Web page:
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Biden, MITRE Cancer Moonshots Share a Common Path

By Beverly Wood

To improve cancer treatment and drive new research, we need to standardize health data so that providers, patients, and other stakeholders can share and learn from real-world data that reflects the experiences of millions of cancer patients.

MITRE’s oncology moonshot is supporting the Biden Cancer Moonshot in its efforts to end cancer as we know it. And our work is receiving attention, including a mention in a White House blog post: Improving Cancer Care Through Better Electronic Health Records: Voluntary Commitments and Call to Action.

Both moonshots are working to standardize patient data across electronic health record (EHR) systems, which will improve cancer treatment and monitoring, drive biomedical research, and support more-effective public health interventions. 

"When we originally launched the moonshot, the intent was to standardize EHR data at the point of care to help improve treatment. We had the vision for sharing, analyzing, and learning from what the data reflect: the experiences of millions of cancer patients," says Andre Quina, principal investigator of the MITRE oncology moonshot. 

"We’ve heard many times from the cancer community that this research is enabling outcomes that would not have been possible without the oncology data standard we created and the approach we developed to share it freely with government, providers, patients, vendors, insurers, life sciences, and researchers."

Today, the Biden-Harris Administration’s Cancer Moonshot uses mCODE (minimal Common Oncology Data Elements®) in several initiatives. These include U.S. Core Data for Interoperability Plus Cancer (USCDI+), a set of key cancer-related data elements that can be shared from a person’s electronic health record, and the Enhancing Oncology Model (EOM), a payment model developed by the Centers for Medicare and Medicaid Services (CMS) to drive transformation and improve care coordination in oncology. 

We knew we’d reached a tipping point when users around the world began implementing mCODE on their own

Andre Quina, principal investigator of the MITRE oncology moonshot


Initially, the MITRE moonshot team built on MITRE’s years of health IT system research. The goal was to ensure interoperability across EHR systems so the valuable data collected as part of research studies, and during patient care, would be used to advance cancer innovations and treatment. Working with partners such as the American Society of Clinical Oncology, we developed mCODE.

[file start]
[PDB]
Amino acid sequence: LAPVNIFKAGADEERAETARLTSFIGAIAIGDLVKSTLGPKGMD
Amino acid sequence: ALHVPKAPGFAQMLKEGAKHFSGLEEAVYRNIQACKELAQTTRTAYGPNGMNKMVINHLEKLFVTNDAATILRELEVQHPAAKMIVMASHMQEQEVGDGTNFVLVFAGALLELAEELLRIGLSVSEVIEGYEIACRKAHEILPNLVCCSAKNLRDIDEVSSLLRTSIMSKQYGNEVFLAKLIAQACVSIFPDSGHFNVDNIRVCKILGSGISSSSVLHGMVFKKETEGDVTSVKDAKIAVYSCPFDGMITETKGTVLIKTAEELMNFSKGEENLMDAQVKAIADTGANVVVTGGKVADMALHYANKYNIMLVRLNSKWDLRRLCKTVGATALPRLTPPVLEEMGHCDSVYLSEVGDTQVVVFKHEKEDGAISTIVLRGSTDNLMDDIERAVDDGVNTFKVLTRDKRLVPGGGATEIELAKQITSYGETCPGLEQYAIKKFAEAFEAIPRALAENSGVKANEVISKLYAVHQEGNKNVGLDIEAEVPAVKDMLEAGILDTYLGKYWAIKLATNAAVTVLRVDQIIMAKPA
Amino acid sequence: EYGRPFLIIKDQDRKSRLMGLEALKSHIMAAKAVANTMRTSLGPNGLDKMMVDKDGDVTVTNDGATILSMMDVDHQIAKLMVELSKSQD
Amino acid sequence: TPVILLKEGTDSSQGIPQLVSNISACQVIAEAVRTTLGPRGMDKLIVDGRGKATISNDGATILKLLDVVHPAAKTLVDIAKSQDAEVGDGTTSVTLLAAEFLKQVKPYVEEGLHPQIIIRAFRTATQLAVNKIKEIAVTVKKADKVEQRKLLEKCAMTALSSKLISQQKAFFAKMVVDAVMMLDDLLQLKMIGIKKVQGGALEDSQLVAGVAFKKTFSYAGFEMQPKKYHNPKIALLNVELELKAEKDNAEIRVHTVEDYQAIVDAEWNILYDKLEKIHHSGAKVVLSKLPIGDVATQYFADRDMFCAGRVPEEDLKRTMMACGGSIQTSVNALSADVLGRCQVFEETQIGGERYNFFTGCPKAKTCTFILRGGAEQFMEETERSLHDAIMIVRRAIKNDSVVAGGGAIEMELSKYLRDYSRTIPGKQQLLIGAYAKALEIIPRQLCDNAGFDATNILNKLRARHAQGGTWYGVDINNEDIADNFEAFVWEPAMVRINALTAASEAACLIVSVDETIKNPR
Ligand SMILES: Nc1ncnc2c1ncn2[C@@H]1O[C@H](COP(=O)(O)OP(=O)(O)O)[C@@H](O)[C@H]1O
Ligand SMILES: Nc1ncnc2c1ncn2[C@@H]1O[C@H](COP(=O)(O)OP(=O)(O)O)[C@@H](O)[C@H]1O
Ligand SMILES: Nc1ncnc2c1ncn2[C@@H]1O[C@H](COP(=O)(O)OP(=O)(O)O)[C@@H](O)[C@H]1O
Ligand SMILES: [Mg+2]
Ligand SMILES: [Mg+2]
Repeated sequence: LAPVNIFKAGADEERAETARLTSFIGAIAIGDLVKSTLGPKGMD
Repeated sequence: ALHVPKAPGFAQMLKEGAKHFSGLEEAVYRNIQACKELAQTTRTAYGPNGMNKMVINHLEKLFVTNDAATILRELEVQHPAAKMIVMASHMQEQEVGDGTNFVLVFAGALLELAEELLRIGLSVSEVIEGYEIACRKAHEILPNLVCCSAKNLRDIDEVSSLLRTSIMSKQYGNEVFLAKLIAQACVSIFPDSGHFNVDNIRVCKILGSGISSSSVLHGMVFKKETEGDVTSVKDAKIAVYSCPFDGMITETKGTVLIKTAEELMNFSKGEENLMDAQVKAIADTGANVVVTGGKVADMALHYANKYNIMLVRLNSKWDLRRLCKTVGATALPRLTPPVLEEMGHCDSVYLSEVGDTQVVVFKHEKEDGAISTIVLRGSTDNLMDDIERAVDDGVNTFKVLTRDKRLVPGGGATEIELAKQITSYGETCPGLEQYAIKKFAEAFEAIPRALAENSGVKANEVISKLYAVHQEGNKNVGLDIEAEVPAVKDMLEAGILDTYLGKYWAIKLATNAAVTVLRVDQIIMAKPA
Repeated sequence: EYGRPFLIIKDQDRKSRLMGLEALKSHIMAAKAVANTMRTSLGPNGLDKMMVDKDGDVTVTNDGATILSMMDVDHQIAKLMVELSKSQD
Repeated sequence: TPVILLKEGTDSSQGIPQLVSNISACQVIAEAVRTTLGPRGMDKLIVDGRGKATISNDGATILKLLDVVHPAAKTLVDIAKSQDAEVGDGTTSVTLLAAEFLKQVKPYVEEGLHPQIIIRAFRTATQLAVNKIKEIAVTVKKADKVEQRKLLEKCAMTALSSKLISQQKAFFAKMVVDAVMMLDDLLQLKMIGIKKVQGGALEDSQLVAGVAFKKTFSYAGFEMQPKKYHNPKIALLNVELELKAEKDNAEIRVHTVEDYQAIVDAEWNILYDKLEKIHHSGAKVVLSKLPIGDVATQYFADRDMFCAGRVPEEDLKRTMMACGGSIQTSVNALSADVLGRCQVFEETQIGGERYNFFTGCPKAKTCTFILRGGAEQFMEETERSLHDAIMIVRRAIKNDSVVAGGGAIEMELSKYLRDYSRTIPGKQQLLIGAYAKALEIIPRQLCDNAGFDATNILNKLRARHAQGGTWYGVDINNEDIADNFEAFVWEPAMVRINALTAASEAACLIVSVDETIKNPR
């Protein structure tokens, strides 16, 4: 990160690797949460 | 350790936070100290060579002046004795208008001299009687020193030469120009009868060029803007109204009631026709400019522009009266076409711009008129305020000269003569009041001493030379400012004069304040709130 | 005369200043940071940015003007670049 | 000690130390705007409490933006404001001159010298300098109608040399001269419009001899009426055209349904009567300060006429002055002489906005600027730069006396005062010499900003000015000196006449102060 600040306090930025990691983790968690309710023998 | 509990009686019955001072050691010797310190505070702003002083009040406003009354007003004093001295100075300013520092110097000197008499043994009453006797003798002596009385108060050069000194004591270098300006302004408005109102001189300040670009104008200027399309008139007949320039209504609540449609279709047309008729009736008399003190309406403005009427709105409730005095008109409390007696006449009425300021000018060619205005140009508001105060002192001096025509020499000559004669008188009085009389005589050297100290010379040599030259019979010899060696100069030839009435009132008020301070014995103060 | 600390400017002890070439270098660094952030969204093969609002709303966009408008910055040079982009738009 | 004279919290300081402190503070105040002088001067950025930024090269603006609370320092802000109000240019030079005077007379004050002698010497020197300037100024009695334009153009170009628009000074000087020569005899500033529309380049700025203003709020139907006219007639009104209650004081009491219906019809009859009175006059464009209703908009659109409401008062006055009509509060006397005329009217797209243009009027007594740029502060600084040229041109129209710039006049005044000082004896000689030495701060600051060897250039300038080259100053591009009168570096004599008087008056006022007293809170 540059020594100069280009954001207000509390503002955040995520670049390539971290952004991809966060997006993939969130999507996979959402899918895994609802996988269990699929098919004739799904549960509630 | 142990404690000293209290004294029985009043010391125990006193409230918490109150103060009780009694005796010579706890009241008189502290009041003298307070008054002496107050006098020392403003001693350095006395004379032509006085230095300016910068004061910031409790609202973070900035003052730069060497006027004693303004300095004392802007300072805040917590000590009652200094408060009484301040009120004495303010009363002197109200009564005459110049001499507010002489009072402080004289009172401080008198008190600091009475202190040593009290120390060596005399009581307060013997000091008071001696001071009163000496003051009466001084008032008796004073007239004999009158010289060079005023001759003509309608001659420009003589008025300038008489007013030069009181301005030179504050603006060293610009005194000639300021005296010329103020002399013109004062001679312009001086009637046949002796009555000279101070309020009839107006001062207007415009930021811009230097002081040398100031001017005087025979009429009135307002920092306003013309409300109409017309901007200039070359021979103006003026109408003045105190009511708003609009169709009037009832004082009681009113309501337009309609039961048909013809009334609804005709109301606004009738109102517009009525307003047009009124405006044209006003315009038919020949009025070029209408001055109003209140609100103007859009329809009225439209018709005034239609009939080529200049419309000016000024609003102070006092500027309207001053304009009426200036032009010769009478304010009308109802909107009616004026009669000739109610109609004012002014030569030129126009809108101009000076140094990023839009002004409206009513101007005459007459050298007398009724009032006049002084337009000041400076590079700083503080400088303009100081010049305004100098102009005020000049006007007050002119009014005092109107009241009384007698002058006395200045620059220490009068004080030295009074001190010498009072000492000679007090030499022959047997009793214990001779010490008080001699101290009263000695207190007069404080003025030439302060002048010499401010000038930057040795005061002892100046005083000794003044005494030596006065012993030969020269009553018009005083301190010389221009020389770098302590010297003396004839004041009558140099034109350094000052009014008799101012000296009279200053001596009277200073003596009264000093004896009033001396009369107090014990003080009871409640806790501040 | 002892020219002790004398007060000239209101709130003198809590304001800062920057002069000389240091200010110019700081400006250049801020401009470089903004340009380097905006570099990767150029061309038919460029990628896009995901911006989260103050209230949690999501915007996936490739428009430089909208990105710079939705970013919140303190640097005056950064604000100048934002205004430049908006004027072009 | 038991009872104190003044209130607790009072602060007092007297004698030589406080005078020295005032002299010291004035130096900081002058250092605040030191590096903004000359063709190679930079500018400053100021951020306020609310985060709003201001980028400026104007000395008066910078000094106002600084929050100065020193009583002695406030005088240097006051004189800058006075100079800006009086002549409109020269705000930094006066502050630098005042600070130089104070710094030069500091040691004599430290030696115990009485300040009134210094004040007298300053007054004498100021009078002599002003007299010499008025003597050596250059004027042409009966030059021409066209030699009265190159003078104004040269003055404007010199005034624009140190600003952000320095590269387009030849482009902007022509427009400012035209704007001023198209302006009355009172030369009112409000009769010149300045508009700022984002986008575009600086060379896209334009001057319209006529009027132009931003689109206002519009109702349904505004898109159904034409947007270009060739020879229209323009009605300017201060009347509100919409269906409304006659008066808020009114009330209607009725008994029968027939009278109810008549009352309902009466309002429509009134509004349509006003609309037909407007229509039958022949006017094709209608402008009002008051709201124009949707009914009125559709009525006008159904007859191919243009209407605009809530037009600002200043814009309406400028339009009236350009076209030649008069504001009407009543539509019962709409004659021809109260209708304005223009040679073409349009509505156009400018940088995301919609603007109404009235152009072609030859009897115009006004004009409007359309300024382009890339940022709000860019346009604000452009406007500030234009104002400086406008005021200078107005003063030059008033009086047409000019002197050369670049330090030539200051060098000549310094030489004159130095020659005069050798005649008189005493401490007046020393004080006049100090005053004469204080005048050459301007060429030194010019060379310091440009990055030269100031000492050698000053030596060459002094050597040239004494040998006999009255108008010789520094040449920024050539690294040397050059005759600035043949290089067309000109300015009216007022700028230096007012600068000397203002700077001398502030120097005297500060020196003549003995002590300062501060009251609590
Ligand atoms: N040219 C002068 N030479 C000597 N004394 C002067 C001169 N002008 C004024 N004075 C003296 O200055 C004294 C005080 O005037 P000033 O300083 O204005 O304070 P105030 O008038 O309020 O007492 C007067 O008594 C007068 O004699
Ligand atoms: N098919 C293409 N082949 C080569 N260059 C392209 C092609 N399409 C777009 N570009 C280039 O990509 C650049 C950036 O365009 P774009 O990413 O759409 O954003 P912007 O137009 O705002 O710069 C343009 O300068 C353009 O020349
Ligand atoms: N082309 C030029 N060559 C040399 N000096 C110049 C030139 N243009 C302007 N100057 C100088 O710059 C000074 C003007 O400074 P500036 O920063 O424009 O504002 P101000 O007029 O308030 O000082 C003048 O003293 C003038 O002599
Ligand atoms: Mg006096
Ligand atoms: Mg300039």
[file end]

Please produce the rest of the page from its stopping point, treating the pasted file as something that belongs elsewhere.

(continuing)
"We knew for sure that an enduring solution had to work for all oncology stakeholders—everyone has to benefit," adds Quina. "In addition to creating enabling technology to support interoperable systems, the entire moonshot team has worked for five years to educate and engage stakeholder groups. 

"We knew we’d reached a tipping point last year when users around the world began implementing mCODE on their own. Today, a vibrant mCODE community, known as CodeX, develops and leads new use cases to expand mCODE’s use."

To drive the implementation of mCODE across stakeholder groups, MITRE led the development of CodeX™ as a Health Level Seven® Fast Healthcare Interoperability Resources® (FHIR) Accelerator. As a member-driven community, CodeX focuses on advancing clinical specialty data exchange standards so patients can have the care and research journeys they deserve. Its rapidly growing membership is pursuing use-case pilots that span research, patient care management, quality measurement, prior authorization, and more.

"CodeX now stands on its own and is fulfilling our vision of a community that will ensure mCODE continues to evolve and meet the needs of stakeholders," says Su Chen, M.D., clinical lead of MITRE’s oncology moonshot and chair of the CodeX steering committee.

The Biden-Harris Administration is also bringing together the community of cancer stakeholders—including healthcare providers, patients, insurers, vendors, government agencies, and researchers—to support USCDI+ Cancer and EOM. 

"None of this would be possible without the work MITRE and our partners have done on mCODE," adds Quina. "We’ve been able to anticipate the needs of our federal agencies and we’re now working directly with many of them."

These include the Office of the National Coordinator for Health IT, the National Cancer Institute, CMS, the Centers for Disease Control and Prevention, and the U.S. Food and Drug Administration.


MITRE’s team—including many new partners—is sharing the mCODE approach with new communities in cardiology and genomics. 

"We’ve been very successful with our approach to developing data standards and enabling technology and launching them through community-driven use cases," adds Quina. "We're now taking our best practices and lessons learned and documenting this approach in a playbook that other groups can use to advance FHIR-based interoperability in new health domains."

"I’m so proud of this moonshot team and the creativity and energy everyone has brought to this project. We are truly making a difference. And also helping President Biden’s moonshot team to succeed," says Jay Schnitzer, M.D., Ph.D., senior vice president, corporate chief engineer, and chief medical officer.

For more information: 

White House Announcement: Improving Cancer Care Through Better Electronic Health Records: Voluntary Commitments and Call to Action | OSTP | The White House

MITRE’s Moonshots:

Information about mCODE and CodeX:


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